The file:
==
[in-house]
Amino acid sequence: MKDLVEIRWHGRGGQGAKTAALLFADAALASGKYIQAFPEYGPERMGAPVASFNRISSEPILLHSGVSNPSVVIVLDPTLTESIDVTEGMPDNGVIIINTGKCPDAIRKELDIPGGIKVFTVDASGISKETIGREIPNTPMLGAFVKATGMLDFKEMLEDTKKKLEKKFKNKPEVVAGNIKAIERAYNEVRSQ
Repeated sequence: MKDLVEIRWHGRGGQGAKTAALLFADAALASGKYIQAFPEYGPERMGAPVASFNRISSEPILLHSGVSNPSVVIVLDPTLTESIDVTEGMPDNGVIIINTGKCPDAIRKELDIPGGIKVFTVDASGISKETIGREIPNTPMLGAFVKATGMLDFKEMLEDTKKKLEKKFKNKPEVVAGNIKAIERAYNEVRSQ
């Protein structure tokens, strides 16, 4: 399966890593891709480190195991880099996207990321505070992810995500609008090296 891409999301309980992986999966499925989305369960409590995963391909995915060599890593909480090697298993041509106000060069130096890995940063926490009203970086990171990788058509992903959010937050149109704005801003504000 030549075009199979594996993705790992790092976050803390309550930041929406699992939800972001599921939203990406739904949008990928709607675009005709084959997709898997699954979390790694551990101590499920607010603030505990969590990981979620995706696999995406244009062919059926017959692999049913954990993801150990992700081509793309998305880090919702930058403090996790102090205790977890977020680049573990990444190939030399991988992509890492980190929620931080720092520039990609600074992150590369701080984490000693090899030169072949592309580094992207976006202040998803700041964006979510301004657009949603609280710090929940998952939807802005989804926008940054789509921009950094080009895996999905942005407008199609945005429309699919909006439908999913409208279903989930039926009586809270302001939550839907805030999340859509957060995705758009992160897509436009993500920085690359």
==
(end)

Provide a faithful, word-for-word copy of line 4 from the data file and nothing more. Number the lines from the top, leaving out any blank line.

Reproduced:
């Protein structure tokens, strides 16, 4: 399966890593891709480190195991880099996207990321505070992810995500609008090296 891409999301309980992986999966499925989305369960409590995963391909995915060599890593909480090697298993041509106000060069130096890995940063926490009203970086990171990788058509992903959010937050149109704005801003504000 030549075009199979594996993705790992790092976050803390309550930041929406699992939800972001599921939203990406739904949008990928709607675009005709084959997709898997699954979390790694551990101590499920607010603030505990969590990981979620995706696999995406244009062919059926017959692999049913954990993801150990992700081509793309998305880090919702930058403090996790102090205790977890977020680049573990990444190939030399991988992509890492980190929620931080720092520039990609600074992150590369701080984490000693090899030169072949592309580094992207976006202040998803700041964006979510301004657009949603609280710090929940998952939807802005989804926008940054789509921009950094080009895996999905942005407008199609945005429309699919909006439908999913409208279903989930039926009586809270302001939550839907805030999340859509957060995705758009992160897509436009993500920085690359």